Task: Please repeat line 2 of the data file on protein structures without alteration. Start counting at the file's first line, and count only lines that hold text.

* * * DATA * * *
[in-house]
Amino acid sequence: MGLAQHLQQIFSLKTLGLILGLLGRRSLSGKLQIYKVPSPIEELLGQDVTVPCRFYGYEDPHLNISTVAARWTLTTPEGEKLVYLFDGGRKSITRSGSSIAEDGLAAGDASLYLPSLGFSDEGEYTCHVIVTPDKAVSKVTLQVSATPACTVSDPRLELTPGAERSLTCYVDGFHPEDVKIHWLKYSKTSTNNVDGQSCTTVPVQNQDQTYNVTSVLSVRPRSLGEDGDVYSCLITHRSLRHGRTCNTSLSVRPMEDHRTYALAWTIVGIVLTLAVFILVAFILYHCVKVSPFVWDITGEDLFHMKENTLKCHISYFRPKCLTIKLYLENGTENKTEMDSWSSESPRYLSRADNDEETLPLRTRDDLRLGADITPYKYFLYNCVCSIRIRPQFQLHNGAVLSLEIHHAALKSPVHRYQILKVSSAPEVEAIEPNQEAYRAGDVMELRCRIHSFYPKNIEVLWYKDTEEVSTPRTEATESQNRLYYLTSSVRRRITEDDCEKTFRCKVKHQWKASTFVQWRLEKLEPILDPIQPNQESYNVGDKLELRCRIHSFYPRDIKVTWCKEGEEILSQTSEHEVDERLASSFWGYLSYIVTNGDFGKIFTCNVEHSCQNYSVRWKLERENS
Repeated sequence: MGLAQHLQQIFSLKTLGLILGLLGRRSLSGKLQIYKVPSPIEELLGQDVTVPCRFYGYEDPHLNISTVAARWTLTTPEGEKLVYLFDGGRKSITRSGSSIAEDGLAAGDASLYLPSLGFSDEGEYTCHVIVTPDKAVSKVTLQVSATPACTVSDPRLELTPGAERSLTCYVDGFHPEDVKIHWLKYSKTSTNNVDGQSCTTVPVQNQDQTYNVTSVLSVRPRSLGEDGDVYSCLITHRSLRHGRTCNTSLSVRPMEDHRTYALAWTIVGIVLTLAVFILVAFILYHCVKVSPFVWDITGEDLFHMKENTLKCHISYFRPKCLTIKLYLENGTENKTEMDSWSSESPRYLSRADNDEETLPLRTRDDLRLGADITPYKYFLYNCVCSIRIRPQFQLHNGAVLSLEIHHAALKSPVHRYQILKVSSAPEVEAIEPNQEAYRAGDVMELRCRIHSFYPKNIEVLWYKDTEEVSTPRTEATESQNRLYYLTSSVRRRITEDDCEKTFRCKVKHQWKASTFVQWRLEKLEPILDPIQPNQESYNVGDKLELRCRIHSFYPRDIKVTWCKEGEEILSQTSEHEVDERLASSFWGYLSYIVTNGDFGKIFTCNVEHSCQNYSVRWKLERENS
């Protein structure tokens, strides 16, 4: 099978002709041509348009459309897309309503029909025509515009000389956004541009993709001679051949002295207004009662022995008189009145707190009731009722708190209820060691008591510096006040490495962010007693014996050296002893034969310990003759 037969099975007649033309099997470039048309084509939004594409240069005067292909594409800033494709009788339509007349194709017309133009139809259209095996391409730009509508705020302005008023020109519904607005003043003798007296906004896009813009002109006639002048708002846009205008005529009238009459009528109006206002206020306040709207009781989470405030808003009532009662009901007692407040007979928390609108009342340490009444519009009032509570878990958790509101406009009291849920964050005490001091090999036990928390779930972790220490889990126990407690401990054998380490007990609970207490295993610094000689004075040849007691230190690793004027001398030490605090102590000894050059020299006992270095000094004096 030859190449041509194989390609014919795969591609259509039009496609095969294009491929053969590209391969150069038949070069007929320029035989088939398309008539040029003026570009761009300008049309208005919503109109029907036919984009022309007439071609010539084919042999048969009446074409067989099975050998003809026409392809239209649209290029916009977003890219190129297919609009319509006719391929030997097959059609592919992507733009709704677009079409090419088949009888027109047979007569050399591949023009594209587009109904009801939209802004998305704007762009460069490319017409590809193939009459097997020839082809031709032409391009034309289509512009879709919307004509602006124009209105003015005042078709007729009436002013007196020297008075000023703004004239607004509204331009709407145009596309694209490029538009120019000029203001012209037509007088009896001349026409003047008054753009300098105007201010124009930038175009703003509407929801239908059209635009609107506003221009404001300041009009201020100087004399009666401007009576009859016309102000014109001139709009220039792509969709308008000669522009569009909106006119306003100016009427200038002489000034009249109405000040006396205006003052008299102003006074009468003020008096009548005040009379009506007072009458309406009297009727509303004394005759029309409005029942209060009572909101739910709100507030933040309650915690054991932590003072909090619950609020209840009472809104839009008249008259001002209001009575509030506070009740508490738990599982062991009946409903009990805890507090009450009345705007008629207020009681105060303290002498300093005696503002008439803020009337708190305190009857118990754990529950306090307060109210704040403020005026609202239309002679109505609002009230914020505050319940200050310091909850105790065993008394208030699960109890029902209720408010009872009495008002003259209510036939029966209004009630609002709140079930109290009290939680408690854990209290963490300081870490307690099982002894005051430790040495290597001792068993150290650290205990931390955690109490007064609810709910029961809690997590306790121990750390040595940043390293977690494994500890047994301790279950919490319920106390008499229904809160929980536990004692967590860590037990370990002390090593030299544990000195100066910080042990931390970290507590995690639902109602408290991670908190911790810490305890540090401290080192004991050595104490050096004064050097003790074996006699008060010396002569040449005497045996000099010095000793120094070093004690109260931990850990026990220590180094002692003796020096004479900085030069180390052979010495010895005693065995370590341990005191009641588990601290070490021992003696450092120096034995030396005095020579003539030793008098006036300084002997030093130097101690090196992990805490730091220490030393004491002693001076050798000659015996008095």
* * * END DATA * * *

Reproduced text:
Amino acid sequence: MGLAQHLQQIFSLKTLGLILGLLGRRSLSGKLQIYKVPSPIEELLGQDVTVPCRFYGYEDPHLNISTVAARWTLTTPEGEKLVYLFDGGRKSITRSGSSIAEDGLAAGDASLYLPSLGFSDEGEYTCHVIVTPDKAVSKVTLQVSATPACTVSDPRLELTPGAERSLTCYVDGFHPEDVKIHWLKYSKTSTNNVDGQSCTTVPVQNQDQTYNVTSVLSVRPRSLGEDGDVYSCLITHRSLRHGRTCNTSLSVRPMEDHRTYALAWTIVGIVLTLAVFILVAFILYHCVKVSPFVWDITGEDLFHMKENTLKCHISYFRPKCLTIKLYLENGTENKTEMDSWSSESPRYLSRADNDEETLPLRTRDDLRLGADITPYKYFLYNCVCSIRIRPQFQLHNGAVLSLEIHHAALKSPVHRYQILKVSSAPEVEAIEPNQEAYRAGDVMELRCRIHSFYPKNIEVLWYKDTEEVSTPRTEATESQNRLYYLTSSVRRRITEDDCEKTFRCKVKHQWKASTFVQWRLEKLEPILDPIQPNQESYNVGDKLELRCRIHSFYPRDIKVTWCKEGEEILSQTSEHEVDERLASSFWGYLSYIVTNGDFGKIFTCNVEHSCQNYSVRWKLERENS